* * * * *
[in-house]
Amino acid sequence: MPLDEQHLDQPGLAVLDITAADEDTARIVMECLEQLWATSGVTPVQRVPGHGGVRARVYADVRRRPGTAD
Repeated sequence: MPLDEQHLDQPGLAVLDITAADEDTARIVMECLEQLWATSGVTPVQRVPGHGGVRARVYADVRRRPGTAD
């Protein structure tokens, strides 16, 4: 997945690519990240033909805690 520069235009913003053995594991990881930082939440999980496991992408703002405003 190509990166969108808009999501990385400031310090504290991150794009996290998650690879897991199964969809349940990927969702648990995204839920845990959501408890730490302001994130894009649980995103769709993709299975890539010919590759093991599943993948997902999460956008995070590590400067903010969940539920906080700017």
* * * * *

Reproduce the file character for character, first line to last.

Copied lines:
[in-house]
Amino acid sequence: MPLDEQHLDQPGLAVLDITAADEDTARIVMECLEQLWATSGVTPVQRVPGHGGVRARVYADVRRRPGTAD
Repeated sequence: MPLDEQHLDQPGLAVLDITAADEDTARIVMECLEQLWATSGVTPVQRVPGHGGVRARVYADVRRRPGTAD
């Protein structure tokens, strides 16, 4: 997945690519990240033909805690 520069235009913003053995594991990881930082939440999980496991992408703002405003 190509990166969108808009999501990385400031310090504290991150794009996290998650690879897991199964969809349940990927969702648990995204839920845990959501408890730490302001994130894009649980995103769709993709299975890539010919590759093991599943993948997902999460956008995070590590400067903010969940539920906080700017």